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Do I qualify for Medicare if I’ve never worked?

Just the essentials...
  • You can sometimes qualify for Medicare if you have never worked, based on your spouse’s work history
  • You cannot qualify for your spouse’s benefits if you developed a disability before the age of 65
  • You can qualify under certain circumstances even if you are divorced or your spouse has passed away
  • Even if you do not qualify for Medicare Part A based on you or your spouse’s work history, you can typically still receive the benefits if you pay a premium

The amount of time you have worked is only relevant for receiving Medicare Part A benefits, which are hospital benefits. You need to have earned about 40 credits by paying Medicare and Social Security payroll taxes in order to qualify for Medicare Part A without paying the premium.

These 40 credits are roughly equivalent to ten years of work paying payroll taxes. These do not affect your ability to get Medicare Part B, which is medical coverage for visits to doctor’s offices and outpatient care, coverage for medical equipment, and Medicare Part D, which is coverage for prescriptions. Most people have to pay into these services, regardless of work history.

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What if I haven’t worked long enough or at all? Medicare part A paper on money

If you haven’t worked enough in your lifetime to earn the necessary 40 credits, it may be possible to qualify for Medicare Part A benefits based on your spouse’s work history.

In order to qualify for this provision, you must be 65 or older and your spouse must be at least 62 or older. In some cases, you can still receive the benefits if you are 65 and divorced or if you are a widow.

If you are currently married and your spouse qualifies for social security benefits and Medicare Part A premiums, you can apply as long as you have been married for at least a year prior to submitting the application.

If you are divorced, you may be eligible if your former spouse is, as long as you were married for at least ten years. You must also be currently single.

You can also qualify if your spouse has passed away. You must have been married for at least nine months before the death of your spouse and you must be single.

Buying into Medicare Part A Premiums

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If you do not qualify based on your own work history or the credits of your spouse, it is still possible to pay for your Medicare Part A premiums and receive coverage.

In order to get these benefits, you must be at least 65 years of age and a United States citizen or a legal resident in the United States for a minimum of five years.

The amount of money that you have to pay into your premium will depend on your work history.

If you have less than 30 work credits, you will pay the maximum premium amount for the year, which was $422.00 in 2018. If you have more than 30 credits, but less than 40 credits, you will be able to pay a slightly smaller amount at around $232.00 (per 2018 costs).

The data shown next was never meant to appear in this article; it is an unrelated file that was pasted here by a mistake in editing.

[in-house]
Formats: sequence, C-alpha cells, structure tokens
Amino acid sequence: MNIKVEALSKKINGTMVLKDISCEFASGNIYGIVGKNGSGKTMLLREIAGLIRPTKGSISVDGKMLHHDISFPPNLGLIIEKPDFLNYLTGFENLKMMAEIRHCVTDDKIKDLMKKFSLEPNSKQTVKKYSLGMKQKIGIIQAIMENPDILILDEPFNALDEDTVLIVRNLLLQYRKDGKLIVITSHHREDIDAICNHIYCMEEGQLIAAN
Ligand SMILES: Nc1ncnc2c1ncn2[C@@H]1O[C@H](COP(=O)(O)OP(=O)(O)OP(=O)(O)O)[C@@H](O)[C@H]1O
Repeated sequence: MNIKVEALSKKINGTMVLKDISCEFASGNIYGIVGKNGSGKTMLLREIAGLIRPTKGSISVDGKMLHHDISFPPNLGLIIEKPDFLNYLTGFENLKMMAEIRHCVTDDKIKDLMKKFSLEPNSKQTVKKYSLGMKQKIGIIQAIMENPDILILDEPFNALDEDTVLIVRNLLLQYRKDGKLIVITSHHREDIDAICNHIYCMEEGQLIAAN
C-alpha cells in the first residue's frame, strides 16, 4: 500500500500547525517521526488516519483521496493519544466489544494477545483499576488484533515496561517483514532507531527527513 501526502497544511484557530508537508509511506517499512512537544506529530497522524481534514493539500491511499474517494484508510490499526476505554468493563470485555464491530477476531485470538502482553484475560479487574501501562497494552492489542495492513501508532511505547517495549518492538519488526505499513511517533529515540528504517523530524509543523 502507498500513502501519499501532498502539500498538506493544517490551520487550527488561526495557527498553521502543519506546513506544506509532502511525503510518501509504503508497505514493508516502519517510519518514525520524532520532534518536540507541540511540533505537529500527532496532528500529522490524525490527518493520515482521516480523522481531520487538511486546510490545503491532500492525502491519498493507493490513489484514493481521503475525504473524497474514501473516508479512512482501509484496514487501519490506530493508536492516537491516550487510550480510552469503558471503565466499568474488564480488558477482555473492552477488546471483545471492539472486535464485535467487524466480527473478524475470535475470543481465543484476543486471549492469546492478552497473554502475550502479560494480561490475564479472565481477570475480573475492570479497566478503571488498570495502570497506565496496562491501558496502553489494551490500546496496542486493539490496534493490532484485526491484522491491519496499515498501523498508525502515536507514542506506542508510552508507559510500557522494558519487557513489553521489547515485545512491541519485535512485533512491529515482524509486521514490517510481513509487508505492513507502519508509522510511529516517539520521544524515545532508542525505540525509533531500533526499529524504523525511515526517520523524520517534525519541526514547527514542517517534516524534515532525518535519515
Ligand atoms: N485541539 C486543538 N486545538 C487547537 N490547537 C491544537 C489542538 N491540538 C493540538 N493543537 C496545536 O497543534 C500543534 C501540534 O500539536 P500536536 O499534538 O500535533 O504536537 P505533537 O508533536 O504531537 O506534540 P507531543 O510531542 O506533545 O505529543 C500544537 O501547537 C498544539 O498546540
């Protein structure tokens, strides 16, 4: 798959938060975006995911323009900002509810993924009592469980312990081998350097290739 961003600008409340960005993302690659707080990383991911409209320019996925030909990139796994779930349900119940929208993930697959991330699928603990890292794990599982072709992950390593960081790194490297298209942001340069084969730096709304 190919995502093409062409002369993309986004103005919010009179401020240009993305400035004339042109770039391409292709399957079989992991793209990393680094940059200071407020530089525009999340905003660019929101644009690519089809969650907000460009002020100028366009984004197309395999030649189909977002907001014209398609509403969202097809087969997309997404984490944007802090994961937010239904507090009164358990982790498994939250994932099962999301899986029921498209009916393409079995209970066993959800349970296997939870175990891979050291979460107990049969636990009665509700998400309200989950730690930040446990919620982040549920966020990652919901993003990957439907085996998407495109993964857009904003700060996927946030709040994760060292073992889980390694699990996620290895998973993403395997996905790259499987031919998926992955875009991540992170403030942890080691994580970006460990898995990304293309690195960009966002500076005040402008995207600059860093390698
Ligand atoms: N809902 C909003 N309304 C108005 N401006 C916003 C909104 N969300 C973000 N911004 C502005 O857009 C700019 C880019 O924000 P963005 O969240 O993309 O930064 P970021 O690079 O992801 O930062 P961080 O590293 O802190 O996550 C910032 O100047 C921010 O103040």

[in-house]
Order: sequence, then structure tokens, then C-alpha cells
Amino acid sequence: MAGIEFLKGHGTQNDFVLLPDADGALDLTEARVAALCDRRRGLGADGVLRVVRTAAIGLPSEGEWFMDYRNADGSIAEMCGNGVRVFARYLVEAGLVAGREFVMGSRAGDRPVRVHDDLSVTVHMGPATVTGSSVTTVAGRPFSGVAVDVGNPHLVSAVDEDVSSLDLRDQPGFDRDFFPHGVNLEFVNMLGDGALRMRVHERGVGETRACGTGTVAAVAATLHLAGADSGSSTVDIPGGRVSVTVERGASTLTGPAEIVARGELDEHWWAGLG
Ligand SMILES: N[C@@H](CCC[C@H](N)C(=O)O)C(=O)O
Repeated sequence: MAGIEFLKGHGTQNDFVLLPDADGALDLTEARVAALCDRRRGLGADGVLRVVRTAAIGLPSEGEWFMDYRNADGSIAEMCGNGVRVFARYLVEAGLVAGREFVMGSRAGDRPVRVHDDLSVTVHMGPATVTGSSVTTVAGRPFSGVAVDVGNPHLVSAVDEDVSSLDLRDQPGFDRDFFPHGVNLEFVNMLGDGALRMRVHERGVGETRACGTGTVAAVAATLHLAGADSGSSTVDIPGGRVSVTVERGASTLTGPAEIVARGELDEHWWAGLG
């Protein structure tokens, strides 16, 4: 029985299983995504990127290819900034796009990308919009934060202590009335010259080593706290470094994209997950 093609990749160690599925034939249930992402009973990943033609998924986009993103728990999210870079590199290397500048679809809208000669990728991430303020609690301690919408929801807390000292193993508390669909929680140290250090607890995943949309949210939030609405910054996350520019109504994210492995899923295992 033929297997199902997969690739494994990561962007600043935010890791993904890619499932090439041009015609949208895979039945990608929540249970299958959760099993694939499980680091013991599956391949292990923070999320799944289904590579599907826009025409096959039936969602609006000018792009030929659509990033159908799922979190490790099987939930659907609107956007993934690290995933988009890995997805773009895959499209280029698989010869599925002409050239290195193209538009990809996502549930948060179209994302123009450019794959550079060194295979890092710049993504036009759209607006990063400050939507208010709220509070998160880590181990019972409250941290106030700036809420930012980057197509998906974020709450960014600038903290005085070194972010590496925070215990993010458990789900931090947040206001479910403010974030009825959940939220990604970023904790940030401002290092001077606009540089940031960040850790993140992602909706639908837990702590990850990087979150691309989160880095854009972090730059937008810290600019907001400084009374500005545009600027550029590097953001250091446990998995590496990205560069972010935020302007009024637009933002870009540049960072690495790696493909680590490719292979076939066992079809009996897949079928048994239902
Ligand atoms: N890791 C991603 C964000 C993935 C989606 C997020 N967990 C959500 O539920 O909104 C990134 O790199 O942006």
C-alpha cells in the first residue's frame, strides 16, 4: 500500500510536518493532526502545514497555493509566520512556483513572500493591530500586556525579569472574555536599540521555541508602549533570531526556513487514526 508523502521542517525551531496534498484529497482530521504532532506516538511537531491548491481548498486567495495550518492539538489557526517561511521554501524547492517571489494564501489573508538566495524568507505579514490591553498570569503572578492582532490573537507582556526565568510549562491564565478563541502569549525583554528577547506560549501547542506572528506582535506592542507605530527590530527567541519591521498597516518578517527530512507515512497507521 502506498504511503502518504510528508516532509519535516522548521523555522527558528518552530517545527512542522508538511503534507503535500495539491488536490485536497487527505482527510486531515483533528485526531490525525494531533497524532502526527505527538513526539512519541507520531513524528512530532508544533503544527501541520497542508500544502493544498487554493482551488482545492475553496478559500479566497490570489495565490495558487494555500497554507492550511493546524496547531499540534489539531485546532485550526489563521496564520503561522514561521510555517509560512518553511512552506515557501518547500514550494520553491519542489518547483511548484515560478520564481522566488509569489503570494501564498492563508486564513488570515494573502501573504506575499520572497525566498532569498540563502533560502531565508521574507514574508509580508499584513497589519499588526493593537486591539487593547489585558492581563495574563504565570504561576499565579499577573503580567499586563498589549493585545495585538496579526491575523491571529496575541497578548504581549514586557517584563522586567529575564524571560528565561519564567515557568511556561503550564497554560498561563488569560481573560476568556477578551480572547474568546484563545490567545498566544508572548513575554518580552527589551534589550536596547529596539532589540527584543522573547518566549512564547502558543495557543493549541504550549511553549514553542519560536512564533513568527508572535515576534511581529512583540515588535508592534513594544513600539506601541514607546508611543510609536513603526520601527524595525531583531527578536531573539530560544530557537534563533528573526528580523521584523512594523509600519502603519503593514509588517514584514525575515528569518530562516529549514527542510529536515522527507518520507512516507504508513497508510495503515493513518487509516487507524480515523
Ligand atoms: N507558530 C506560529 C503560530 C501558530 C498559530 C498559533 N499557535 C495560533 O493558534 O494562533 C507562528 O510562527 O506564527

You also have the option to continue working after you reach the age of 65 until you have earned the necessary 40 credits, in which case you will qualify for the free premium and Medicare Part A benefits.

How does buying into Part A affect other Medicare programs?

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If you pay your Medicare Part A premium, you will not have to pay more for your Part B or Part D coverage. It is possible to only enroll in Part B and not pay for Part A if your work history did not make you eligible for the free benefits. However, if you pay the premium for Part A, you must also enroll in Part B and pay those premiums, as well.

You can purchase part D if you are enrolled in either A or B. You may not enroll in a Medicare Advantage plan or get Medigap supplemental insurance coverage if you are not enrolled in both parts A and B.

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References:
  1. http://www.aarp.org/health/medicare-insurance/info-04-2008/ask_ms__medicare_9.html, “What If I Haven’t Worked Long Enough to Qualify for Medicare?” Nov 21, 2016.
  2. https://www.medicare.gov/sign-up-change-plans/get-parts-a-and-b/when-how-to-sign-up-for-part-a-and-part-b.html, “How do I get Parts A & B?,” Mar 15, 2018.
  3. https://www.medicare.gov/part-d/, “Drug coverage (Part D),” Mar 15, 2018.
  4. https://www.medicareinteractive.org/get-answers/how-original-medicare-works/original-medicare-cost-overview/under-what-conditions-would-my-spouses-work-history-qualify-me-for-premium-free-part-a, “Qualifying for premium-free Part A based on your spouse’s work history,” Nov 21, 2016.
  5. https://www.medicare.gov/your-medicare-costs/part-a-costs/part-a-costs.html, “Part A costs,” Mar 15, 2018.
  6. https://www.medicare.gov/supplement-other-insurance/medigap/whats-medigap.html, “What’s Medicare Supplement Insurance (Medigap)?,” Mar 15, 2018.
  7. http://www.aarp.org/health/medicare-insurance/info-04-2011/medicare-eligibility.html, “Do You Qualify for Medicare?” Nov 21, 2016.

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